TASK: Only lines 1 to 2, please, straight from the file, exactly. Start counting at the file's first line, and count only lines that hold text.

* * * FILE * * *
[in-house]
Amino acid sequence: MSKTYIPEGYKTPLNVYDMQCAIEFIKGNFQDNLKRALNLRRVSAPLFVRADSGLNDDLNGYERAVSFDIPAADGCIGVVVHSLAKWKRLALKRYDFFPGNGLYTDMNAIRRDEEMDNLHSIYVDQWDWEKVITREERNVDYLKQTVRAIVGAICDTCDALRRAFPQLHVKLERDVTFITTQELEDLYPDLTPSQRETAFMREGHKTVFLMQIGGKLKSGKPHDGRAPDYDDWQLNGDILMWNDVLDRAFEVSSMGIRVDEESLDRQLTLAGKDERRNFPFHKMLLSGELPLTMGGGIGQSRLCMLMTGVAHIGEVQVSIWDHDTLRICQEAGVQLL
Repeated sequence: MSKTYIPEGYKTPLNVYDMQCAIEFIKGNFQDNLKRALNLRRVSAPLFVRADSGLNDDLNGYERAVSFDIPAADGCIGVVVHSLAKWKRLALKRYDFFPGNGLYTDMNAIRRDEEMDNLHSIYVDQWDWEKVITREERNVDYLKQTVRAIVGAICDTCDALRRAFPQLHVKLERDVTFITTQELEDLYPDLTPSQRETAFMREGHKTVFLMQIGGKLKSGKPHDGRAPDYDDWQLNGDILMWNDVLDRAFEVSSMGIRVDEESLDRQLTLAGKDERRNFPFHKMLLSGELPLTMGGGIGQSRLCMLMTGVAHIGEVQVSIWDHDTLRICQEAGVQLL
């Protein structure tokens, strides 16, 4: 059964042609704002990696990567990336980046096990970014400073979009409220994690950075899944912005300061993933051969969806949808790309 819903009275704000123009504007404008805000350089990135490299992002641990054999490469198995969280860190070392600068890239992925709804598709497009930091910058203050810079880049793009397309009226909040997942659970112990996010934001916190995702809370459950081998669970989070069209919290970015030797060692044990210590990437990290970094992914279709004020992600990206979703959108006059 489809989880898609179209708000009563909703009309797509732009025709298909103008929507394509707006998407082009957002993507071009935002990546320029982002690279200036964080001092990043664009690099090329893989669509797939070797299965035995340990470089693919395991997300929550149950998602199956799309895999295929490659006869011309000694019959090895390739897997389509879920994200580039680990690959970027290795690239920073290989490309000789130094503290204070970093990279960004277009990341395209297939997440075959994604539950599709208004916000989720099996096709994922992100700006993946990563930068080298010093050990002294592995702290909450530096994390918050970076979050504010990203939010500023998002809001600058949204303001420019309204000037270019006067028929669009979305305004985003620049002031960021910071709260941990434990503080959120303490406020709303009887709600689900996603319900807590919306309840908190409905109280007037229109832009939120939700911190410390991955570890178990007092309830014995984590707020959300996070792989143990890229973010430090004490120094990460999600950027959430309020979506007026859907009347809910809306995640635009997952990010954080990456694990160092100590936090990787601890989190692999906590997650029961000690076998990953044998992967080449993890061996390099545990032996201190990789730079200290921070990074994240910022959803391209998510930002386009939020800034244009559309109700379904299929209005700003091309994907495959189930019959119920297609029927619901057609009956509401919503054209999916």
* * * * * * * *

[in-house]
Amino acid sequence: MSKTYIPEGYKTPLNVYDMQCAIEFIKGNFQDNLKRALNLRRVSAPLFVRADSGLNDDLNGYERAVSFDIPAADGCIGVVVHSLAKWKRLALKRYDFFPGNGLYTDMNAIRRDEEMDNLHSIYVDQWDWEKVITREERNVDYLKQTVRAIVGAICDTCDALRRAFPQLHVKLERDVTFITTQELEDLYPDLTPSQRETAFMREGHKTVFLMQIGGKLKSGKPHDGRAPDYDDWQLNGDILMWNDVLDRAFEVSSMGIRVDEESLDRQLTLAGKDERRNFPFHKMLLSGELPLTMGGGIGQSRLCMLMTGVAHIGEVQVSIWDHDTLRICQEAGVQLL